Ingredients

1/2 small head of cauliflower, cut into small florets (4 cups)
1 tablespoon extra-virgin olive oil
12 jumbo scallops (1-1/2 pounds), side muscle removed
Salt and freshly ground pepper
2 tablespoons unsalted butter
1/4 cup chopped roasted almonds, preferably marcona
2 tablespoons drained small capers
2 tablespoons golden raisins
2 tablespoons balsamic vinegar
1 tablespoon chopped flat-leaf parsley

Method

  1. Bring a medium saucepan of salted water to a boil. Add the cauliflower and boil over high heat until just tender, 3 to 4 minutes. Drain, shaking off the excess water.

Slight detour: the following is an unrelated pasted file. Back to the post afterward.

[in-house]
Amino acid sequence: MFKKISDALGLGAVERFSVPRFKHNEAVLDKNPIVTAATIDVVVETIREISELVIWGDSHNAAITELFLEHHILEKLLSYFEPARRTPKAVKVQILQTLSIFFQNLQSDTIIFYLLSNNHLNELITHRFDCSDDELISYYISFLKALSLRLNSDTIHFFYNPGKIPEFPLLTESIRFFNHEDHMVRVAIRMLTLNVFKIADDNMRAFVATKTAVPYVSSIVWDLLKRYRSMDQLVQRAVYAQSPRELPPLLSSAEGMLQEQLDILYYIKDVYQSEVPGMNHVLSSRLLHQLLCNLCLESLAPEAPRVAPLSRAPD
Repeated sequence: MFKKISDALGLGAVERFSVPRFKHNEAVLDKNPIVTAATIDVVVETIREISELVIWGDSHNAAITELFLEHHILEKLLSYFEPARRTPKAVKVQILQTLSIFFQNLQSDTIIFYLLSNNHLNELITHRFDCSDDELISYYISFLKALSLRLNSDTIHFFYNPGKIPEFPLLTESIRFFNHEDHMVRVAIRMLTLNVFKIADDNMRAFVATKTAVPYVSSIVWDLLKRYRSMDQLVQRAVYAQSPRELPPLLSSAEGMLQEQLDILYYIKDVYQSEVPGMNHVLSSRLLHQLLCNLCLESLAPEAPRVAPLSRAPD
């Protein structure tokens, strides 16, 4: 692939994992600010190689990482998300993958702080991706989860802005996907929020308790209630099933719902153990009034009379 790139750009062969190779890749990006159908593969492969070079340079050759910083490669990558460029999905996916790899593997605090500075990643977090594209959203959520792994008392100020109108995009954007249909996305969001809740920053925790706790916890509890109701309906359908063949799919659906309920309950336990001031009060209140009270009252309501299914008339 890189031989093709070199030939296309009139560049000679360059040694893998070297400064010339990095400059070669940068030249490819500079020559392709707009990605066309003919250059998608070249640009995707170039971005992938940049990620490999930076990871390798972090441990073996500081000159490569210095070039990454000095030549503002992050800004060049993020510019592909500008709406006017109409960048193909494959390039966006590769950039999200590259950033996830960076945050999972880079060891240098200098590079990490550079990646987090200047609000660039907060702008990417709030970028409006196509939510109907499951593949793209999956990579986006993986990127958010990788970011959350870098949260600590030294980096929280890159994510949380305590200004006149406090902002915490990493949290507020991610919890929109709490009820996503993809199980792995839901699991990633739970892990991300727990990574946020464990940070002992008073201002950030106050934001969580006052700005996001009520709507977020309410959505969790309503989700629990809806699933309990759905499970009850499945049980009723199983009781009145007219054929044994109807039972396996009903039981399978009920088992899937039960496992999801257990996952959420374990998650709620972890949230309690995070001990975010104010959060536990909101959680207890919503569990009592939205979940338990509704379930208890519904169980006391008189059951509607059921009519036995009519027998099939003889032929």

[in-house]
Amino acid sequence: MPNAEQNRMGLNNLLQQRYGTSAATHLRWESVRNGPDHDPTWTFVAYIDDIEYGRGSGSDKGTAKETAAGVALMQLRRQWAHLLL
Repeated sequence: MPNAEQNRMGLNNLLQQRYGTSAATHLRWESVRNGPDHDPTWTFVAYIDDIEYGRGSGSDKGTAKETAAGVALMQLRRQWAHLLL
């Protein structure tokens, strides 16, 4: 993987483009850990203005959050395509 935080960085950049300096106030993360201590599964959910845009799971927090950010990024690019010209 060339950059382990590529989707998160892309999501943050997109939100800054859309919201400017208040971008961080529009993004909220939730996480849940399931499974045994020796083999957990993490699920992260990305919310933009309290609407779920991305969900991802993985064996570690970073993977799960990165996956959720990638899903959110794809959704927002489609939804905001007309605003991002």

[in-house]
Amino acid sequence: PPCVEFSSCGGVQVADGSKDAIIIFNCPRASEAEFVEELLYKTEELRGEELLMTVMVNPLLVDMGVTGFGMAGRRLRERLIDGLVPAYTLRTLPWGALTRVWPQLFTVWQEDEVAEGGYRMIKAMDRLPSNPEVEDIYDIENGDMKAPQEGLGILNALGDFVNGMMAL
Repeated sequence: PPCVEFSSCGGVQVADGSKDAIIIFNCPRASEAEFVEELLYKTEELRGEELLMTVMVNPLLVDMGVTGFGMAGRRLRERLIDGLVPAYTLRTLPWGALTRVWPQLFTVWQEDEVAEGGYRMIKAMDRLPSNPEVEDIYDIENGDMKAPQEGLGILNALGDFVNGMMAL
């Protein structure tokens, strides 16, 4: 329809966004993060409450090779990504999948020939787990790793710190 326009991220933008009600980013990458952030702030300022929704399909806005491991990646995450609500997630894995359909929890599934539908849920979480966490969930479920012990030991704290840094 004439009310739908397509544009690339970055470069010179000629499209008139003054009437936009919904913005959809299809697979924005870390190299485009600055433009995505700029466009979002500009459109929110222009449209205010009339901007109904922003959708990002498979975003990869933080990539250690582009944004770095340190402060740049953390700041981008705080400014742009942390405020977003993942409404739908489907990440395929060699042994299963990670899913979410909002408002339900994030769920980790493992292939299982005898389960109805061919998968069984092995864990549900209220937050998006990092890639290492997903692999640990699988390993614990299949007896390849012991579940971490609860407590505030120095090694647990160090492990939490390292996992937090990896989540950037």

2. In a large skillet, heat the oil until shimmering. Season the scallops with salt and pepper. Add to the skillet in a single layer and cook over high heat until golden and crusty, about 2 minutes.
  3. Turn the scallops. Add the butter, cauliflower, almonds, capers and raisins and cook undisturbed until the scallops are white throughout and the cauliflower is lightly browned in spots, about 1 minute longer.
  4. Add the balsamic vinegar and stir gently to coat. Transfer to plates, garnish with the parsley and serve.

Makes 4 servings.

Source: Chef Richard Reddington